Internationally, outreach health workers have focused on promoting condom education, usage and availability in combating the virus among CSWs (Montague & Catino, 1996; Nzila, Laga, Thiam, Mayimona, Edidi, Van Dyck, Behets, Hassig, Nelson, Mokwa, Ashley, Piot & Ryder, 1991; Population Services International, 1996). In Thailand, an increase from 15,000 to 50,000 condoms used in the Samut Sakhon Province showed a decrease in incidence of sexually transmitted infections from 13% to 0.5% (World Health Organization, 1992). In New York City, the decline in the rate of HIV infection over a five-year period in one project was attributed to its condom distribution policy (Whitmore, Wallace & Weiner, 1996). Training, educating, and disseminating HIV information also has been a successful tool in building a defense against the virus. Peer educators in Zimbabwe (Lamptey, 1991), health care providers in Singapore (Wong, Chan, Koh & Wong, 1994-95), and outreach workers in California (Dorfman, Derish & Cohen, 1992) have shown that education reduces the spread of HIV. These studies show that condoms and education are important elements in HIV-risk reduction.

Most research on the relationship between CSWs and HIV has focused on the role of the worker as a vector of the disease, with HIV risk reduction efforts often targeting the sex worker for behavior modification. According to Coates and Makadon (1996), decreasing the rate of infection among CSWs may be more effective if less blame is placed on the worker and more research is performed about the context in which the sex work is transacted. Negotiating safer sex, while being economically dependent on the client, is difficult, especially if the client is physically overpowering or the economic status of the sex worker is low.

Purpose

The primary purpose of this study was to measure the HIV-related knowledge and behaviors of CSWs in three diverse population centers where the commercial sex trade is known widely to exist: Santo Domingo (Dominican Republic), Tijuana (Mexico), and Moscow (Russian Federation). These three cities were selected because they also happened to be at or near sites where the investigators were carrying out other health education-related research activities. A secondary purpose of this study was to identify the relationship of knowledge and behavior on the negotiation between CSWs and their clients.

Methods

Abstract Introduction Methods Results Discussion References

Under the supervision of members of the research team, an 18-item forced-response interview schedule was administered by trained commercial sex workers indigenous to the respective data collection locales. Items included: (1) knowledge and beliefs about HIV/AIDS, and (2) specific behaviors occurring between the workers and their clients. The survey was used as a framework for the semi-structured interviews. Additional queries were made for clarification where necessary. For example, some of the CSWs who were HIV-positive wanted to discuss their frustrations and future options, whereas others wanted additional information on birth control methods. To establish content validity, the interview schedule was expert-generated in English based on epidemiologically significant risk behaviors and common myths related to susceptibility and transmission. Subsequently, the interview schedule was translated to written Spanish by a native Spanish-speaker of the Dominican Republic, and pilot-tested for clarity with native Spanish-speakers with national origins in Puerto Rico, Mexico, the Dominican Republic, and Colombia. For the Muscovite sample, a simultaneous oral translation, rather than a written translation, was made by a peer-interviewer who was a native Russian speaker. The nature of the survey content, as well as the nature of those being surveyed (limited sampling pool) made the establishment of reliability (e.g., test/retest) and extensive pilot-testing impractical. However, reliability for survey items of a similar nature have been reported for audiences in the Dominican Republic (Westhoff, Holcomb & McDermott, 1996-97; Westhoff, McDermott & Holcomb, 1996), Moscow (Westhoff, Klein, McDermott, Schmidt & Holcomb, 1996), and the United States (McDermott, Hawkins, Moore & Cittadino, 1987; McDermott, Liller & Rosevelt, 1990; McDermott, Sarvela & Bajracharya, 1988).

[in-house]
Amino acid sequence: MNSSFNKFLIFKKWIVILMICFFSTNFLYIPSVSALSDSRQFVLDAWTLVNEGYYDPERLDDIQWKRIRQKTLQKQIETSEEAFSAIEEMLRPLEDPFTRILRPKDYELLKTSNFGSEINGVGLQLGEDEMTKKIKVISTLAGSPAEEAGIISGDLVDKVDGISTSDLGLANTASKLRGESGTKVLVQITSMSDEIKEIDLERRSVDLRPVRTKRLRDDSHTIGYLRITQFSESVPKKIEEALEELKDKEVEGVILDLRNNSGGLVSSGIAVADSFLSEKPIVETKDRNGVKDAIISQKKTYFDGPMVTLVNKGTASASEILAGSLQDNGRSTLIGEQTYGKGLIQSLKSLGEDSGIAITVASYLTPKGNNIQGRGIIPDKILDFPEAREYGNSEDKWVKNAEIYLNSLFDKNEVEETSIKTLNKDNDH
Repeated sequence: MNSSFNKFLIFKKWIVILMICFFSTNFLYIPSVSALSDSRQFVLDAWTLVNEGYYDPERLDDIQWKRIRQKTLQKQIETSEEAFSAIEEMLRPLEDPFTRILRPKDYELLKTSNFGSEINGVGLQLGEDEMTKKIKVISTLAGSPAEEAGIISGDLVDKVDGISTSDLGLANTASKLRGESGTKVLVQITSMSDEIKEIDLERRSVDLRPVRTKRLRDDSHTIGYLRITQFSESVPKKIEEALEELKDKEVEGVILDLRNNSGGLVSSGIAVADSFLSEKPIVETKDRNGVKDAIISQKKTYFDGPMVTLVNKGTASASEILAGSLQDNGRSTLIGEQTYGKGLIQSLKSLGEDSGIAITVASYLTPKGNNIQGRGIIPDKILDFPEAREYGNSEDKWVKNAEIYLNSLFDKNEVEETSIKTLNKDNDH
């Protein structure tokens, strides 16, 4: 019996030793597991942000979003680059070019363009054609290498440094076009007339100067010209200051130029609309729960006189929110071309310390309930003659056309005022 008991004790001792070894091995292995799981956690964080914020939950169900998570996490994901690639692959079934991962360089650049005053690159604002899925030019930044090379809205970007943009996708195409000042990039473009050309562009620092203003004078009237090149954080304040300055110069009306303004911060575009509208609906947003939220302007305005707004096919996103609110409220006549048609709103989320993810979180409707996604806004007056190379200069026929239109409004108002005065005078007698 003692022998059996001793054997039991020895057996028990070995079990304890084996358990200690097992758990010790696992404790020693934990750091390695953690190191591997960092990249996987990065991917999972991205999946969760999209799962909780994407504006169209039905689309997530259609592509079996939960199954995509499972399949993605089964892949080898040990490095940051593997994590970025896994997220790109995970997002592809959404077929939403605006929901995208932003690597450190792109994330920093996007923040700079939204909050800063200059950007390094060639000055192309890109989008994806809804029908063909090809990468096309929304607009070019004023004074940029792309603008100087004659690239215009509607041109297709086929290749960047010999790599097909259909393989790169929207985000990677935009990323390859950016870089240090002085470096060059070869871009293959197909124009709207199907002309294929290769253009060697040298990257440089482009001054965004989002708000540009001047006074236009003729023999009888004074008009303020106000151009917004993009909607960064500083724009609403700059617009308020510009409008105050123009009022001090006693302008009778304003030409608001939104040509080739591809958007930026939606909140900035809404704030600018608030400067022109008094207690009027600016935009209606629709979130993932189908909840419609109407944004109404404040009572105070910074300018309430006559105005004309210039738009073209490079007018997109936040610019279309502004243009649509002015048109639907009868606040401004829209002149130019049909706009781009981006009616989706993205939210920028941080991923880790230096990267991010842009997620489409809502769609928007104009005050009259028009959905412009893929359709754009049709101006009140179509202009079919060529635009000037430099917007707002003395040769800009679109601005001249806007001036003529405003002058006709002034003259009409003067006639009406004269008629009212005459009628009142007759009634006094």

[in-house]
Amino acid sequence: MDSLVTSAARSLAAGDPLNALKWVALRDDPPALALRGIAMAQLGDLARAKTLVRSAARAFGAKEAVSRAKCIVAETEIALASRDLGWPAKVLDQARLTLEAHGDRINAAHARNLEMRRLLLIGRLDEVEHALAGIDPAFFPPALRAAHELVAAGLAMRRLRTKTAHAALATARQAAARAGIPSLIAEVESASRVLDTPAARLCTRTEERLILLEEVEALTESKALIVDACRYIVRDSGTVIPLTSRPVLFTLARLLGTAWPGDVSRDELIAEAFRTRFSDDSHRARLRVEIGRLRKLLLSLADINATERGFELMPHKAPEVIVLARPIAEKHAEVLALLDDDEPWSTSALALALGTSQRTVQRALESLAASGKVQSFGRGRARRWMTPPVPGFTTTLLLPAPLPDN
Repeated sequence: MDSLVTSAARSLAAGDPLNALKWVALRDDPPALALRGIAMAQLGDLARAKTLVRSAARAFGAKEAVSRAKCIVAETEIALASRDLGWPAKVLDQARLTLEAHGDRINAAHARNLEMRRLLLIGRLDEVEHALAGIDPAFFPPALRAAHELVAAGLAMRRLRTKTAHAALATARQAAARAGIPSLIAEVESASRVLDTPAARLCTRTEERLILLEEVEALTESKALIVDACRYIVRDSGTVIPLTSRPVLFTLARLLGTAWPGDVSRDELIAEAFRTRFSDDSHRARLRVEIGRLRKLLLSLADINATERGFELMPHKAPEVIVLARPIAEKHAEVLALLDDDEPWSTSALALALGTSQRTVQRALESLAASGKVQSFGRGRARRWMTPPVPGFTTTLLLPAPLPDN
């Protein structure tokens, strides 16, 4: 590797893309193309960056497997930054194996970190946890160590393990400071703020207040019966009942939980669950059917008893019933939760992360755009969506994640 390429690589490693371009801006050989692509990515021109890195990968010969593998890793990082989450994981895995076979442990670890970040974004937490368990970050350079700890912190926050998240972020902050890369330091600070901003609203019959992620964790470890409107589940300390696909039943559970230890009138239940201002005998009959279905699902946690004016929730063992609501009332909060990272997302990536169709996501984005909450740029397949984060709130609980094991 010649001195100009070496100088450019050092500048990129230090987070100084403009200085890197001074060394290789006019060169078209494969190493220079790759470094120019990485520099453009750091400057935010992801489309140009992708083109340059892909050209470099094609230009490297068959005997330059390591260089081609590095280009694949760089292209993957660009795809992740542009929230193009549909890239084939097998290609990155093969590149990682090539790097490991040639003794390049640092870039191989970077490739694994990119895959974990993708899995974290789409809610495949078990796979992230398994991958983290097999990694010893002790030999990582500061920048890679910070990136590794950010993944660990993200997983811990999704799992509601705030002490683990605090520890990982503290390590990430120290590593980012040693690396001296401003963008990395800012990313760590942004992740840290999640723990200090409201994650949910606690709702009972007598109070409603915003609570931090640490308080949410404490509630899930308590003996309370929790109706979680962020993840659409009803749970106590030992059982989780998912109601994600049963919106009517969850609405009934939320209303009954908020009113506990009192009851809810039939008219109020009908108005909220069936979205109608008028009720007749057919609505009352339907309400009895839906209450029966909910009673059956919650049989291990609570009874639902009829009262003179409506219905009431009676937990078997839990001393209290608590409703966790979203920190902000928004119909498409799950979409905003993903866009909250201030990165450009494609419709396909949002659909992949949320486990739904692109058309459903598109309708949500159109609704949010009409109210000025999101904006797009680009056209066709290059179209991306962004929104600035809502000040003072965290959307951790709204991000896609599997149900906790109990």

Because of the different cultures represented by each setting, the means and logistics for data collection varied. Data in Santo Domingo were collected from street workers who solicited their clients on one of the city's major thoroughfares. The avenue is a busy commercial district during the day. At dusk the street changes its ambience as stores close with burglar-proof shields covering the windows and doors. At full darkness the street becomes active again with CSWs gathering in doorways or leaning against store fronts. Few men can be seen on a normal night, with a ratio of 10 to 20 women for every male walking down the street. Interviews were conducted on two occasions on this main artery in Santo Domingo. After an initial contact had been made with a CSW (peer-interviewer) willing to assist in data collection, interviews were conducted from inside a parked automobile. In exchange for the interview, each CSW received ten condoms, twenty pesos ($1.50 U.S.), and HIV educational material prepared for Spanish-speaking audiences.